My dear friend and I have bonded over many things and reggae is one of them. Martina recently co-founded a Brooklyn-based reggae band, the Sanghatones, with super talented musicians.  She explains her attraction to reggae is because it’s “feel good music and the heavy bass line mimics a heart beat in a driven pulsing way that I feel at my core.” Her band sings a lot of classic reggae hits influenced by old R+B, soul, and Motown. 

Though she used to play her guitar, she sticks to vocals, “these days I only sing and leave the instruments to the professionals – trust me, it’s better this way!” I’m not sure I believe her!
She goes on to say that she loves being on stage, “but what I…love in the covers we’re doing is the harmonies – I love hearing blended voices.” 

Still, for Martina, the music project is just for fun. An outlet to release all that music brimming inside her.


Writing
She’s serious about her writing though. Martina recently published travel writing articles with Lowestoft and Travelati. She loves writing and love travel, so travel writing is a “natural genre” for her. She also enjoys writing short stories. 

I was curious to see how Martina felt when she was writing and why she felt she needed to write. She says, “I feel it is important so that when I’m gone, the stories of my life can still be told. When I’m in ‘the zone’ I get lost in my writing and feel like I’m physically in the story…I write because the stories inside of me need to come out.” 

She’s inspired to write to “keep the stories alive.”

Mortality is an issue that Martina’s faced in a more raw way than possibly some of us. Her HIV+ status was part of the reason she had a 20 year career in HIV advocacy and education. 

I asked her if her HIV status makes her more sensitive/aware of the need to write her stories down than perhaps the average person might.  “Sure. The current project is motivated by the desire to capture the stories before I die, whenever that may be.”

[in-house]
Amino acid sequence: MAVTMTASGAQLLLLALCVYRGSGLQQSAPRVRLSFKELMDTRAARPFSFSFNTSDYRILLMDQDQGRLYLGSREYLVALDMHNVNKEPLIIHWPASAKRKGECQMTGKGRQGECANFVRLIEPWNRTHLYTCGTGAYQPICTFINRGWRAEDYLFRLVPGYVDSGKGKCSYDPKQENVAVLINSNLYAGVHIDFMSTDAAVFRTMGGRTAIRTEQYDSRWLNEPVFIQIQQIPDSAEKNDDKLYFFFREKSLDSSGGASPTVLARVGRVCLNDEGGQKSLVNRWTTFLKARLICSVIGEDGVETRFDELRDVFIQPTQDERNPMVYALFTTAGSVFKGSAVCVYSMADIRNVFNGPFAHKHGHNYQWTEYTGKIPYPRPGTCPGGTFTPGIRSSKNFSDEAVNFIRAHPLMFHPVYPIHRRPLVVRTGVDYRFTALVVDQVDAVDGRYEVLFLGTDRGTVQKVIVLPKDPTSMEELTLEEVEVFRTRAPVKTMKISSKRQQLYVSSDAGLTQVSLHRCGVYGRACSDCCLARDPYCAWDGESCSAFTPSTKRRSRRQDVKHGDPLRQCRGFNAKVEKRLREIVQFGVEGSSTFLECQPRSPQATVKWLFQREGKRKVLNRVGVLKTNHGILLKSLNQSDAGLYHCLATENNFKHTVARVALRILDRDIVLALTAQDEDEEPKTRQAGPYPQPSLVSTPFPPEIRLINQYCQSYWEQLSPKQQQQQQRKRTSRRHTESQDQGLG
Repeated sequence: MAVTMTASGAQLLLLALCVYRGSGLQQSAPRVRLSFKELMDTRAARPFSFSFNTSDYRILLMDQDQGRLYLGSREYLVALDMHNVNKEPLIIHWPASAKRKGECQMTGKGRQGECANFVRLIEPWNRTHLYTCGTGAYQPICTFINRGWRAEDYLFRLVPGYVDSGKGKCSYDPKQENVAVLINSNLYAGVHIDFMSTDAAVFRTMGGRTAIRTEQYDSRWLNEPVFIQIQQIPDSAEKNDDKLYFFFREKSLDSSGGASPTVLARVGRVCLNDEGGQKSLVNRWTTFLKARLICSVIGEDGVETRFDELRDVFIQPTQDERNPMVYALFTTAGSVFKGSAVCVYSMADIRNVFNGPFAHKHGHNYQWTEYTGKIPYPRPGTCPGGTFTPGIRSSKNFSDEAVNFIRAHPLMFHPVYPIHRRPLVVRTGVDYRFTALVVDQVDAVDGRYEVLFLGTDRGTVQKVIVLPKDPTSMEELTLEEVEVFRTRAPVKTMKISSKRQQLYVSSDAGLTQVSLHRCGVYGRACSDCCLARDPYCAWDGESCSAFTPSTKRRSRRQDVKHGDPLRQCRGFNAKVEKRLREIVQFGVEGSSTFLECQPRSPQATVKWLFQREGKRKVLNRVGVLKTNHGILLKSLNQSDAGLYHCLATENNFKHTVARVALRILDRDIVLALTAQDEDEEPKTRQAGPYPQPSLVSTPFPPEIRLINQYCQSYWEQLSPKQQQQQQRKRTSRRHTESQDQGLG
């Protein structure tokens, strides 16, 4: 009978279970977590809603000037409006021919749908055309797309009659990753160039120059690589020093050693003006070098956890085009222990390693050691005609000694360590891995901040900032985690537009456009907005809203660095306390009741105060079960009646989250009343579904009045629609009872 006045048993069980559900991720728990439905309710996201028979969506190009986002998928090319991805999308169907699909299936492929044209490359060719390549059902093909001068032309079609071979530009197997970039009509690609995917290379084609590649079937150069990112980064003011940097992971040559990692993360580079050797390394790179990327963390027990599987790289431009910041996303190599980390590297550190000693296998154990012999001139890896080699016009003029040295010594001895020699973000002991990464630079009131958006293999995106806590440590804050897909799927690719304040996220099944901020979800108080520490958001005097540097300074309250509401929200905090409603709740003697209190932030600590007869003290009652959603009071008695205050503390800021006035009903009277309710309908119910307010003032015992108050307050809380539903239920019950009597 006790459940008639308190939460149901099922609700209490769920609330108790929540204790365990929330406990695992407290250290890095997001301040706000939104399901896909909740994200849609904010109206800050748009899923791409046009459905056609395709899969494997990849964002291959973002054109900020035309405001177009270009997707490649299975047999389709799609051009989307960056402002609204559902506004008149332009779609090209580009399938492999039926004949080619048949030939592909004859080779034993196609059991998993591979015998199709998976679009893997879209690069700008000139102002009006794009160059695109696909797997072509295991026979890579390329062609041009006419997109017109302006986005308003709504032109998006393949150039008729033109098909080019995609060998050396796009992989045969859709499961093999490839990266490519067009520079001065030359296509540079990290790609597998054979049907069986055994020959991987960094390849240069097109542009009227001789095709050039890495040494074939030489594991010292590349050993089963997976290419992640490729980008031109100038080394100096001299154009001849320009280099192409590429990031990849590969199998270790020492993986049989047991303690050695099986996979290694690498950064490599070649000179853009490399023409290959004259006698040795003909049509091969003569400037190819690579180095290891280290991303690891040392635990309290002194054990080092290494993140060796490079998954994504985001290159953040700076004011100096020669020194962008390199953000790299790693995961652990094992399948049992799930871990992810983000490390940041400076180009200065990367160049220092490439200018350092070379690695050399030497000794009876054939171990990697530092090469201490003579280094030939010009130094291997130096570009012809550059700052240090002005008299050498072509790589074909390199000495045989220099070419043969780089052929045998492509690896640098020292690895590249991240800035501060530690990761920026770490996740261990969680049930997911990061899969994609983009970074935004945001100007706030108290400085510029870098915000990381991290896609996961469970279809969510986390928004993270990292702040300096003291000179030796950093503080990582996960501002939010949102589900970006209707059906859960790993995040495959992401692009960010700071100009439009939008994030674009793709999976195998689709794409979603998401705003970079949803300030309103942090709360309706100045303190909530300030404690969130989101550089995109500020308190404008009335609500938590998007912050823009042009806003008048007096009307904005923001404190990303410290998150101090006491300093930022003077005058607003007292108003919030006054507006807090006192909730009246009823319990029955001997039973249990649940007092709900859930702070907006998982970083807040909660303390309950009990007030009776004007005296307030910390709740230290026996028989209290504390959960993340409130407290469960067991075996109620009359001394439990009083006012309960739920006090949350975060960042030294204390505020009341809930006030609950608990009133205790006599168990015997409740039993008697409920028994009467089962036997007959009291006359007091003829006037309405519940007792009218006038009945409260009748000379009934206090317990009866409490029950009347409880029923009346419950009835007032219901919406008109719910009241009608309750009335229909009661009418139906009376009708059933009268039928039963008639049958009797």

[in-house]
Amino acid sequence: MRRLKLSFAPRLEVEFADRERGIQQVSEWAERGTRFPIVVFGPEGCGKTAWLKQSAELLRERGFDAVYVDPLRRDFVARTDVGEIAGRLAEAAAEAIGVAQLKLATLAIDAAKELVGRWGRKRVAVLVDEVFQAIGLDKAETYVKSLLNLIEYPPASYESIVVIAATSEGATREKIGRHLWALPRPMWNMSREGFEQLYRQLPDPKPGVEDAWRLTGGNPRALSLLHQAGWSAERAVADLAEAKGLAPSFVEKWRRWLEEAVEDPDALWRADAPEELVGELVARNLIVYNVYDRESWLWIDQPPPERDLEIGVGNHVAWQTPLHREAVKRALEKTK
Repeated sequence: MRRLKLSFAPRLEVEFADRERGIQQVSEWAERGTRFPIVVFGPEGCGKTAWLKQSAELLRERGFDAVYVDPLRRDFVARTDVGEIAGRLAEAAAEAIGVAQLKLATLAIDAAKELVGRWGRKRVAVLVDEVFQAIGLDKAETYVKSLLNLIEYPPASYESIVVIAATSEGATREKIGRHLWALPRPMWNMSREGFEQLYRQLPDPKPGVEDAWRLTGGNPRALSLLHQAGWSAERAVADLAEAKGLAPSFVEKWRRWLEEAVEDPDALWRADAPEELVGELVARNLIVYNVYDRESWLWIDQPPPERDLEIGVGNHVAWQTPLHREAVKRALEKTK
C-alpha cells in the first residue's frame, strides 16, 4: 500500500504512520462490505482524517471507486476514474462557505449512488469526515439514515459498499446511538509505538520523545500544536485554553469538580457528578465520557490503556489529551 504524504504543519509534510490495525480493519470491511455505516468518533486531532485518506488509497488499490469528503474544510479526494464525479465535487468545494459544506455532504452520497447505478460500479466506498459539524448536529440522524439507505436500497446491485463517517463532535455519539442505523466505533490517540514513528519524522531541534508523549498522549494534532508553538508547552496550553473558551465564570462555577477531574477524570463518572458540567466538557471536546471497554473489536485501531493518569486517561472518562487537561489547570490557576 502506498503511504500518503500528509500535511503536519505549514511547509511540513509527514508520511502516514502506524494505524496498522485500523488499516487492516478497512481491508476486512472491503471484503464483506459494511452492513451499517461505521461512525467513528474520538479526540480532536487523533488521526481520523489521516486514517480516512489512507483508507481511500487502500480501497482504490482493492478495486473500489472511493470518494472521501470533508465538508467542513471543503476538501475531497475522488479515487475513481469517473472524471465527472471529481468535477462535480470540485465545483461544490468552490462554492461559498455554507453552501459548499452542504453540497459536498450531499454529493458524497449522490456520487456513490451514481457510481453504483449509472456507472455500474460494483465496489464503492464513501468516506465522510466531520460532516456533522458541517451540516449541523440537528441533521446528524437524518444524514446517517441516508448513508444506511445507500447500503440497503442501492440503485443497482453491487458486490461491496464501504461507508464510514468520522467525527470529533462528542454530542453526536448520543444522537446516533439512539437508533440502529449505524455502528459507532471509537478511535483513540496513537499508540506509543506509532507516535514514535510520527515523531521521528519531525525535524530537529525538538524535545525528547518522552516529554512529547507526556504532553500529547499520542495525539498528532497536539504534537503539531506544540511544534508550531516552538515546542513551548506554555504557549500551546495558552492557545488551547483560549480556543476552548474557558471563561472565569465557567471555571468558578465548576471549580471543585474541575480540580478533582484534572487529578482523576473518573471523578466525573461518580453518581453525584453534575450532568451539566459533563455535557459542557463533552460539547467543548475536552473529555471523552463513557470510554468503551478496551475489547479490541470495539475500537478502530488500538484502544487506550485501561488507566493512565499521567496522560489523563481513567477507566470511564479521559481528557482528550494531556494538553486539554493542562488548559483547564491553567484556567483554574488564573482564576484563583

A friend of mine – who I will be interviewing soon – has survived cancer and describes writing as her “Xanax,” a way of coping with her illness. This made a lot of sense to me because even though I haven’t been ill, I find writing to be a way to cope with things for me. 

Martina says, “I think that writing is cathartic but I don’t link it to illness in any shape or form. Writing is good. Illness is bad. And, for me, never the twain shall meet. Also, I’m not sick. I don’t think I’d have the energy to write if I was. Way too exhausting!”

©Martina Clark
The Nitty Gritty: Work
Finding your own voice: it’s what every artist and writer and photographer and musician says you have to find. I asked Martina if she has struggled finding her own voice and she had this to say, “It found me, I think…I haven’t done anything to try to change it or refocus it. It just comes out. Doesn’t make it great, but it is what it is, both on paper and singing.”

Martina doesn’t write every day, but when she does, she writes mostly on her laptop because she’s a super-amazingly fast typist. She even worked her way through university this way, typing 100+ words per minute!

To capture inspiration, she generally takes notes on her iPhone, but she also has “…a little moleskine always in my bag for when the battery dies.”

Art and music don’t really influence her writing or her singing practices. When she writes, she prefers no music “…unless it’s quiet quiet quiet instrumentals.”

There are those inevitable days where you just don’t feel like practicing your art, whatever form that is. Martina admits that happens to her, so she “get[s] a little bit frustrated with myself then try to do better the next day.” 

A typical day keeps her busy managing the building she owns. Later, she tries taking time to write; music comes last. But since she has traveled so extensively over the last 20 years, she needs to relax and take care of herself, “I spend more time cooking these days and just relaxing. I used to travel over half of each year, internationally, and so I think I was exhausted and for the last year I’ve really just been recuperating and getting myself back onto a more creative track.”